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Translating gastric cancer genomics into targeted therapies

Critical Reviews in Oncology/Hematology, April 2016, Pages 141 - 146


  • Multi-platform sequencing has allowed the molecular classification of gastric cancers.
  • Promising agents against tyrosine kinase targets are being developed.
  • High levels of somatic mutations make gastric cancer a good candidate for immunotherapy.


Gastric cancer is a common disease with limited treatment options and a poor prognosis. Many gastric cancers harbour potentially actionable targets, including over-expression and mutations in tyrosine kinase pathways. Agents have been developed against these targets with varying success- in particular, the use of trastuzumab in HER2-overexpressing gastric cancers has resulted in overall survival benefits. Gastric cancers also have high levels of somatic mutations, making them candidates for immunotherapy; early work in this field has been promising. Recent advances in whole genome and multi-platform sequencing have driven the development of molecular classification systems, which may in turn guide the selection of patients for targeted treatment. Moving forward, challenges will include the development of appropriate biomarkers to predict responses to targeted therapy, and the application of new molecular classifications into trial development and clinical practice.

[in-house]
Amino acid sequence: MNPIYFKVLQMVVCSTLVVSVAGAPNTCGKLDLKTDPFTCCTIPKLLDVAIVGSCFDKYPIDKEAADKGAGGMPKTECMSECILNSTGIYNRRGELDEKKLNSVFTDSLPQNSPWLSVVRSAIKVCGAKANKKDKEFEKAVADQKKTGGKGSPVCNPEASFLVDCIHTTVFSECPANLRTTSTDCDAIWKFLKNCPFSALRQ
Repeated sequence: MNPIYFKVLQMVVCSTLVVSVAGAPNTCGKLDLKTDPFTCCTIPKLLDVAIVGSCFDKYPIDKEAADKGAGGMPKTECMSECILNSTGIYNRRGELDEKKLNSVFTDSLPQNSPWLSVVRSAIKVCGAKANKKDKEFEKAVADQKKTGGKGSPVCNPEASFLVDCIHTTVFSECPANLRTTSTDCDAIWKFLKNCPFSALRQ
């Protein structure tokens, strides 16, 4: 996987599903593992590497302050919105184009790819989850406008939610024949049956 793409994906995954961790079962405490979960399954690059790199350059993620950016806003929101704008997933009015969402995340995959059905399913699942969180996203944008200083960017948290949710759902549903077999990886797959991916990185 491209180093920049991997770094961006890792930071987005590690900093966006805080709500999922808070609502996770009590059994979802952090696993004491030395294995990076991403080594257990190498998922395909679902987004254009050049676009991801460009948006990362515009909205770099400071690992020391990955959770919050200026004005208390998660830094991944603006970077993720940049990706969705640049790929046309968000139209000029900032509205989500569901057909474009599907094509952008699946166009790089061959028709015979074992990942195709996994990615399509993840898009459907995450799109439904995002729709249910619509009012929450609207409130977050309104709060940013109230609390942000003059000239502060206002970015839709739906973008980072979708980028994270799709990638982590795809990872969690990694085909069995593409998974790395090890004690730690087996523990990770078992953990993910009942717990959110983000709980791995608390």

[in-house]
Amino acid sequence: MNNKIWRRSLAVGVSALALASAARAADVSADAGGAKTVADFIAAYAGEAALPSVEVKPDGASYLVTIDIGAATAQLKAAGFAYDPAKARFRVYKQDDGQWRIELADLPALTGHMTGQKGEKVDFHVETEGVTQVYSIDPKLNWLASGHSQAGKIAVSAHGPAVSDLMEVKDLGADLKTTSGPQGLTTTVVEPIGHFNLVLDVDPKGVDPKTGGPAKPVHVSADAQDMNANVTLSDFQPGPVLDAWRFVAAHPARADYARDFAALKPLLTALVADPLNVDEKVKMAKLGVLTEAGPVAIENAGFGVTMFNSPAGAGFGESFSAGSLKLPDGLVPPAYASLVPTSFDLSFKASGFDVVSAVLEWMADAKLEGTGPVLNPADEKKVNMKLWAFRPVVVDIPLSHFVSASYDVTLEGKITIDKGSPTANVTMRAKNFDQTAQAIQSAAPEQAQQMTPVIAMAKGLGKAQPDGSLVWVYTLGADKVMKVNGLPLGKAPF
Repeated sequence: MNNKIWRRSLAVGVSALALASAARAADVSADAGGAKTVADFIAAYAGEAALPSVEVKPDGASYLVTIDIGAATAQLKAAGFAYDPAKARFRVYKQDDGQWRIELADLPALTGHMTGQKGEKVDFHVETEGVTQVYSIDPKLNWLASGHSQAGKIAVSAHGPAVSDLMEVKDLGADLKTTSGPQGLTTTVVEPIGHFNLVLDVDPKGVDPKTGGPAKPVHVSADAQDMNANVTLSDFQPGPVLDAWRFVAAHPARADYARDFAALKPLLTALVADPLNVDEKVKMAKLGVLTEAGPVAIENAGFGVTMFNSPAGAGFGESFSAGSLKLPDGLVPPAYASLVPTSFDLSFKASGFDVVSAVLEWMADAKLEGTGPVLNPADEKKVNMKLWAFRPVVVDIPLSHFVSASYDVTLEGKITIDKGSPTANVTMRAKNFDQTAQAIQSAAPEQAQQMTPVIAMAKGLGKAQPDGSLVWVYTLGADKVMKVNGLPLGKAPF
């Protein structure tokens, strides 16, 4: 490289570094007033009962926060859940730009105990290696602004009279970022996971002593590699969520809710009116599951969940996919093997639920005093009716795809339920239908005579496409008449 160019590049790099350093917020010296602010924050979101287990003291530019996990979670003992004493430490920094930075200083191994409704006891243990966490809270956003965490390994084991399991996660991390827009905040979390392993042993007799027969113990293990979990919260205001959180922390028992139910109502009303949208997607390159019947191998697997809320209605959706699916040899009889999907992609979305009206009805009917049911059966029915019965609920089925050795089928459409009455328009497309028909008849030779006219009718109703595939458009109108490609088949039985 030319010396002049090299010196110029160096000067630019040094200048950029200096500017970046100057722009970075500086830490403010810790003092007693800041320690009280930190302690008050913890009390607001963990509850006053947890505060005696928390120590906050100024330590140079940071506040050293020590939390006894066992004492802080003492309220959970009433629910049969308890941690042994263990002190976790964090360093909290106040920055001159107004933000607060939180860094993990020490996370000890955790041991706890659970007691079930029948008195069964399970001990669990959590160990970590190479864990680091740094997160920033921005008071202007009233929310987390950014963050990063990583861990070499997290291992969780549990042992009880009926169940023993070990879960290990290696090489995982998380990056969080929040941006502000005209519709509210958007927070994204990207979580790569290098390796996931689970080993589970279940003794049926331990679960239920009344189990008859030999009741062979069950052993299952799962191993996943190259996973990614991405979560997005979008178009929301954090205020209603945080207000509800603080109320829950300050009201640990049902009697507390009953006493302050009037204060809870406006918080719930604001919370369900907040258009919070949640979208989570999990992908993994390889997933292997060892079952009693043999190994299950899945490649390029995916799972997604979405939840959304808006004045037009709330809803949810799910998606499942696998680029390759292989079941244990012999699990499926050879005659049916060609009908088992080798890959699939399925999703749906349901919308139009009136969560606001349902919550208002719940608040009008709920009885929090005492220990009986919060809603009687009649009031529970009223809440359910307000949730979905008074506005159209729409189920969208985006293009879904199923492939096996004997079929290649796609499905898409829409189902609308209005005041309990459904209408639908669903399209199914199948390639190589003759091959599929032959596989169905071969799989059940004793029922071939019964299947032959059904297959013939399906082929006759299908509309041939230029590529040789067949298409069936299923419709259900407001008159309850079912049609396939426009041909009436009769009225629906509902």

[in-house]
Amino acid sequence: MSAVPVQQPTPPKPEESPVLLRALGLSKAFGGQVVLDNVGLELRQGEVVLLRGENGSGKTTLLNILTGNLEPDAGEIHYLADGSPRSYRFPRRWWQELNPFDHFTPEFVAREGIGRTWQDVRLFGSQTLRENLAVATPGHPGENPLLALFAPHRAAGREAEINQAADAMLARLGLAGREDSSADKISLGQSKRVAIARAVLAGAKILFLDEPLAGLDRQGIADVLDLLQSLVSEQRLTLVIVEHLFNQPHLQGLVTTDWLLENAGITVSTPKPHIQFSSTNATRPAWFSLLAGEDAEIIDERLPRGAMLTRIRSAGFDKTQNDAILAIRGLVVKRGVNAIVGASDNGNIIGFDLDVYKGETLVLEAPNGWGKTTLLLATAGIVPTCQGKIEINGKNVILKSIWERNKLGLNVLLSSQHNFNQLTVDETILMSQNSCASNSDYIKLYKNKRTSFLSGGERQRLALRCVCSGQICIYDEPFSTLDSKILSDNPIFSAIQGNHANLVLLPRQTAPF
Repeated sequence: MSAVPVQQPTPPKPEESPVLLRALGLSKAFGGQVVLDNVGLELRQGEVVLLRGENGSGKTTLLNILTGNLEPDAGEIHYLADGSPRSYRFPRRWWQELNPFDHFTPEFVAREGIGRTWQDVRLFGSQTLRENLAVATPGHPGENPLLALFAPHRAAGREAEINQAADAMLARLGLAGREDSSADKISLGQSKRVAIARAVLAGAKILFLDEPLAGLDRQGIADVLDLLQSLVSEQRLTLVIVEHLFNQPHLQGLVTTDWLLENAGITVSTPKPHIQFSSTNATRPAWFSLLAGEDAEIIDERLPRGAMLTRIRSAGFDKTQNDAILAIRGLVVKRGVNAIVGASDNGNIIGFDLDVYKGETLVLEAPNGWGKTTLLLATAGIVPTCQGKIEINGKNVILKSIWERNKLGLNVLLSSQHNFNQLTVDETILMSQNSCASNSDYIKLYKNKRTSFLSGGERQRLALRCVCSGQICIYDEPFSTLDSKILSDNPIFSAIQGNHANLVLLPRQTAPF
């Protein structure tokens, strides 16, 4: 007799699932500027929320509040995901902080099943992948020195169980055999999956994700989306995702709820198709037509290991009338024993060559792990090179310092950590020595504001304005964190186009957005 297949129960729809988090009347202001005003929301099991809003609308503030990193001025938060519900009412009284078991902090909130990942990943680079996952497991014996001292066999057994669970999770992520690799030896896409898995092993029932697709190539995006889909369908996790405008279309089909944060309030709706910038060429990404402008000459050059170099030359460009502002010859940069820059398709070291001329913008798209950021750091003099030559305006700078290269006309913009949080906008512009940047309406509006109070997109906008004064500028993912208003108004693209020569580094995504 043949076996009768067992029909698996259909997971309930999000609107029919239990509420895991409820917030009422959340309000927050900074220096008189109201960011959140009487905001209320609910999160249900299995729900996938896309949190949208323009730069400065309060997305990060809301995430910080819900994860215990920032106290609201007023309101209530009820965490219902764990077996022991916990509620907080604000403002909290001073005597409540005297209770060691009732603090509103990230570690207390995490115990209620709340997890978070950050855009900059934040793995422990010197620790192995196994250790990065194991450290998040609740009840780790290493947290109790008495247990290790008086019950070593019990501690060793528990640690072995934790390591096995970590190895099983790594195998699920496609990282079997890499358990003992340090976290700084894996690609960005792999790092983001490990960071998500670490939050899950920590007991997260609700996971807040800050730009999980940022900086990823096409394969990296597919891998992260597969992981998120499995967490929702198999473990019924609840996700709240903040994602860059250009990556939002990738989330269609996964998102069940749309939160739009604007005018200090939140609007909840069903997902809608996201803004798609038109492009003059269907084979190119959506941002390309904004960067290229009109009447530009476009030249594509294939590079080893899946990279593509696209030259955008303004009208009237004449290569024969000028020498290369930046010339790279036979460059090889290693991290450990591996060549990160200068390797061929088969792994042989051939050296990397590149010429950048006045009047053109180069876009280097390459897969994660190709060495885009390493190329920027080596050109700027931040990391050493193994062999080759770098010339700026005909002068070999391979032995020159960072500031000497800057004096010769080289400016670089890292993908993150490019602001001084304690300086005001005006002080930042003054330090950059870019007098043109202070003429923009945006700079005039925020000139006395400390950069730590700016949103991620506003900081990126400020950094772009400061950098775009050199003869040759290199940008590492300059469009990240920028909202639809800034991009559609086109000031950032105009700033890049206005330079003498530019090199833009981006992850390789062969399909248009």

Keywords: Gastric cancer, Molecular classification, Targeted therapy, Immunotherapy.


a Department of Haematology-Oncology, National University Cancer Institute, National University Health System, Singapore

b Cancer Science Institute of Singapore, National University of Singapore, Singapore

c Cancer and Stem Cell Biology, Duke-NUS Graduate Medical School, Singapore

d Cancer Therapeutics and Stratified Oncology, Genomic Institute of Singapore, Singapore

Corresponding author at: Duke-NUS Graduate Medical School, 8 College Road, 169857, Singapore.